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What classes?

Discussion in 'Pre-Medical - MD' started by swiftlars, Nov 18, 2005.

  1. swiftlars

    swiftlars New Member

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    I'm sort of new to the whole college thing so please forgive me.

    Ok, so I decided I want to try and get into medical school. What classes should I be taking for my undergraduate though? I know they should be science-related but is there a required cirriculum you must follow? Right now I'm about 3/5 of my way through an associate's of science degree at a community college. I only took this route because I had no idea what I wanted to do.

    It would be a lot easier if I saw something such as "The following classes are required in order to be admitted to medical school" (I know it doesn't work this way). 90 hours are required but 90 hours of what?

    I'm trying to figure out how the whole major thing works as well. The associate's of science that I'm currently doing has a nice list of classes that are required with all credit hours listed. Does a major in say pre-med or biology have this as well? Unfortunately my advisors were not too helpful.

    So what should I be doing after my associate's? A bachelor's degree of something?

    Again, I apoligize for for so many dumb questions.
     
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  3. Hoberto

    Hoberto Squirrel Girl
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    There should be an advisor at your school you could talk to. Most community colleges will have someone familiar with the courses required to apply for medical school and will be able to help you with any other concerns you may have as well. Since it sounds like your advisor sucks you should talk to some of the biology profs at your school. Undoubtedly someone is there who can help you. You just have to find them. ;) The nice about CCs is that the faculty are really there to help you, the student.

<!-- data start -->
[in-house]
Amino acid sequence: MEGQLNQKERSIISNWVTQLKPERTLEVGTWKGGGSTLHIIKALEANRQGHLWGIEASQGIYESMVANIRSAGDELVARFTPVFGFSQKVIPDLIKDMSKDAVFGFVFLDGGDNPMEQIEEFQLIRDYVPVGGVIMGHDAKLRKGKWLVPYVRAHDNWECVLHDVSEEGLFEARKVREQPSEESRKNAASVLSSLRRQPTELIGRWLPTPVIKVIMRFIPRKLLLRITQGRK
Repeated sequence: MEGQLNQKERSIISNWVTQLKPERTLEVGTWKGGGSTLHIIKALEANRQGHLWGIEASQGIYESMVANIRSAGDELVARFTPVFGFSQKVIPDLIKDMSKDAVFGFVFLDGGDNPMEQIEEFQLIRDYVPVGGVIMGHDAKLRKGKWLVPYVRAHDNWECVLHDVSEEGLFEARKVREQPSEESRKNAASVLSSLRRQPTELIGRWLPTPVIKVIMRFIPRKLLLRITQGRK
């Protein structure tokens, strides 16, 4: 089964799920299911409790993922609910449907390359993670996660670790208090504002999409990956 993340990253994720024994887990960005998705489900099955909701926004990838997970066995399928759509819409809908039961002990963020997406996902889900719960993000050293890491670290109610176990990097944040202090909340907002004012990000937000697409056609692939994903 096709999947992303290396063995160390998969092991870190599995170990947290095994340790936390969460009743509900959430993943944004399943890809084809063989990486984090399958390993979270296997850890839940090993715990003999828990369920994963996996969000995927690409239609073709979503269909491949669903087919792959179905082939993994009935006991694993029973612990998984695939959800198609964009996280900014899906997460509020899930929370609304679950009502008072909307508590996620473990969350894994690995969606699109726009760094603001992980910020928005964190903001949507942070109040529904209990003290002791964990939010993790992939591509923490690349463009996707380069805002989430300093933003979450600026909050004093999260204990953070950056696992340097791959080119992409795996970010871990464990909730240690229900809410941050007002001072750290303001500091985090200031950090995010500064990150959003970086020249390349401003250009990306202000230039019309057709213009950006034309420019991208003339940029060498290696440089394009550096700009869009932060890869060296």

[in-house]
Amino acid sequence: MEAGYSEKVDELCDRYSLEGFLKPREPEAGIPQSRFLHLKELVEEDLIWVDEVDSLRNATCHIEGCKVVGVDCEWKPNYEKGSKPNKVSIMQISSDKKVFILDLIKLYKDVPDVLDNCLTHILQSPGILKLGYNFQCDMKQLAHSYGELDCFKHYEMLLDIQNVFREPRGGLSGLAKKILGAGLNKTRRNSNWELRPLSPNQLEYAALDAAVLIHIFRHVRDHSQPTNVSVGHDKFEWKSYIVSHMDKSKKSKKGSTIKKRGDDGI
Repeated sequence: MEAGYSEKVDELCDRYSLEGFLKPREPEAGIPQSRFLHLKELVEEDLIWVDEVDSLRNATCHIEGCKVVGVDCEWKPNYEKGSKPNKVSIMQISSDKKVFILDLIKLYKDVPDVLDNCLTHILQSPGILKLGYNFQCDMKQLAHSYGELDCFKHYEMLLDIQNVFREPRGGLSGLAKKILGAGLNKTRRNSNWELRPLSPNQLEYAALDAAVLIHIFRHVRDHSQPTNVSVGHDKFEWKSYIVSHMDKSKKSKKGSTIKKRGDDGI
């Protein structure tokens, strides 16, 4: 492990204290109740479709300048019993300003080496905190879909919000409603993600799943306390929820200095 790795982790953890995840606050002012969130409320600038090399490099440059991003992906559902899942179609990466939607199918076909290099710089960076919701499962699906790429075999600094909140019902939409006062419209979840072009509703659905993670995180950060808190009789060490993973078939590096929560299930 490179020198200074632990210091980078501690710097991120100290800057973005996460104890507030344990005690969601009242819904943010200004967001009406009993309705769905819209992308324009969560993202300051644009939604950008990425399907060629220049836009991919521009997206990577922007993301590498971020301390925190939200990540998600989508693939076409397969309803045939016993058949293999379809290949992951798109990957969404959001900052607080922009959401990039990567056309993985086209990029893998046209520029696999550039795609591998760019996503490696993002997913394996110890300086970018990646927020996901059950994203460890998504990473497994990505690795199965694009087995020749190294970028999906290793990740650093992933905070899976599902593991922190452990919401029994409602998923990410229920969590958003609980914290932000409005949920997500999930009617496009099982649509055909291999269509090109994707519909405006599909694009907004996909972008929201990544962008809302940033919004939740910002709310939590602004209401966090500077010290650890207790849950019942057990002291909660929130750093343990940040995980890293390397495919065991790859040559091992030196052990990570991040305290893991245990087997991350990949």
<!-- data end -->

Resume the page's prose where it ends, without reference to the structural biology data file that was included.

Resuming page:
You will want to get a copy of the MSAR just to get some information about schools and requirements. You could just use an older one for now from the library and then get a new one during your application year. It is invaluable.

    Another good resource is the AAMC Website. You can check out their Medical Education section for lots of information regarding the MCAT, courses, schools, GPAs and more.

    Yet another resource is the FAQ stickies at the top of all the forums. They will include the answers to just about any question youmay have regarding this process from high school through med school.

    Most (if not all) medical schools will require you to take:
    One year of General Biology with labs
    One year of General Chemistry with labs(Also called Inorganic Chemistry)
    One year of Physics with labs
    One year of English

    Some schools also require:
    Math through Calculus 1
    Statistics
    Biochemistry
    and/or others

    It is possible to take all of the required courses at your community college but not necessarily recommended. Now, contrary to what you will see on SDN, CC credits are accepted by the vast majority of schools. If you are aiming for top schools this will become an issue. However, if you just want to be a doctor and aren't so concerned about the med school you attend I wouldn't worry about it.

    You can major in anything you like for your bachelor's degree. A BS or BA is fine. The vast majority of medical schools will require you to complete your undergraduate degree before matriculation. So, you shouldn't plan to just take 90 credits and start applying to med school.